A POPULAR Isle of Wight attraction has been granted planning permission to build more than 30 tourism pods on its site.

At a meeting of the Isle of Wight Council's planning committee this evening (Tuesday), councillors approved the plan for the new holiday accommodation at Tapnell Farm, near Freshwater, by eight votes to one.

The scheme for 32 pods, which could accommodate up to 128 at full capacity, was originally debated in June last year. Councillors supported the plans in principle, despite fears of overdevelopment.

The tourism pods are earmarked chiefly for groups associated with Camp Libertas, which offers activity holidays to children aged eight to 15 years.

The pods would be available to rent year-round, while Camp Libertas's use would mainly be during the summer months — replacing tents.

The matter was called-in and more information was requested, about disability access, the impact of nitrates and how the land would be managed, which was made available before the meeting.

Isle of Wight County Press:

When presented again, councillors were generally enthusiastic about the plans and what they offer young children, in particular.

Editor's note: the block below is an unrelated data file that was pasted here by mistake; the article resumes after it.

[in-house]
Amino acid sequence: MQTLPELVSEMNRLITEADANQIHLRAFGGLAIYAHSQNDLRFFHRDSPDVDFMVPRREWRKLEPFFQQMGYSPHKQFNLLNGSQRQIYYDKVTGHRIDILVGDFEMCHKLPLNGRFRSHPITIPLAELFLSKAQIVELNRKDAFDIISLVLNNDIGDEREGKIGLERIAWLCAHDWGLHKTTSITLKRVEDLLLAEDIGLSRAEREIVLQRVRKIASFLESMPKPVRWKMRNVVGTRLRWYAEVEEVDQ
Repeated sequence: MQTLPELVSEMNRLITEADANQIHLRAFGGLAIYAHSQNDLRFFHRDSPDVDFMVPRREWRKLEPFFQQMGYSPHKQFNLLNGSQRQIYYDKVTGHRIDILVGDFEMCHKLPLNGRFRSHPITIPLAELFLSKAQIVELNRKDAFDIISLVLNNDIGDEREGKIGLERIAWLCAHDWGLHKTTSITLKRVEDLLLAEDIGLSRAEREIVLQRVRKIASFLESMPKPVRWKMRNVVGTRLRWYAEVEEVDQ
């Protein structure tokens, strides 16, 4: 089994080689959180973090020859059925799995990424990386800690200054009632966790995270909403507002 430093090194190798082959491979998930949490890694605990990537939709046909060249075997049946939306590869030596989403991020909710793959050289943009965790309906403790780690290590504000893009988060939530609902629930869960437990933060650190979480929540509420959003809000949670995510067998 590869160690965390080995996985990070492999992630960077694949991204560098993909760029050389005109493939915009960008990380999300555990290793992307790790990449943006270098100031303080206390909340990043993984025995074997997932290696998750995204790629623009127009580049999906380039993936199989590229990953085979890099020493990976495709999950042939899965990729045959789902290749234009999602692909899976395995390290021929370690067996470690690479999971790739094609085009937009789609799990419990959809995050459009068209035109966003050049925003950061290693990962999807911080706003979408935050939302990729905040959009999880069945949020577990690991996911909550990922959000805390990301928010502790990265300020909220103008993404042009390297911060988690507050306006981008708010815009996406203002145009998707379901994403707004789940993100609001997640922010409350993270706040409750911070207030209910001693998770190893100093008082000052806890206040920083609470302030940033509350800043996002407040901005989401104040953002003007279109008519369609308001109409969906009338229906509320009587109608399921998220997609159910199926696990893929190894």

However, although Cllr Vanessa Churchman was full of praise for what Tapnell Farm has achieved as an Island attraction, she did not like the design of the pods.

"I cannot understand how Tapnell Farm managed to produce such an ugly set of buildings," she said.

"There's absolutely nothing nice about them. You've got these little square boxes, which do nothing for the landscape. They could be vastly improved."

West Wight councillor, Peter Spink, however, questioned Tapnell Farm's assertion the land, on which the pods are to be built, were being used agriculturally, namely for silage cropping and sheep grazing, and the issue of nitrate content in the land, questioning Natural England's calculation 

"There is no evidence of agriculture in the plans. It didn't look like much agriculture going on when we did a site visit in June last year," said Cllr Spink.

Despite the plans attracting letters of support for the tourism it could potentially bring, a local jobs boost and education, Yarmouth Town Council objected to the scheme.

Among those backing the plan are Visit Isle of Wight and the Isle of Wight Chamber of Commerce.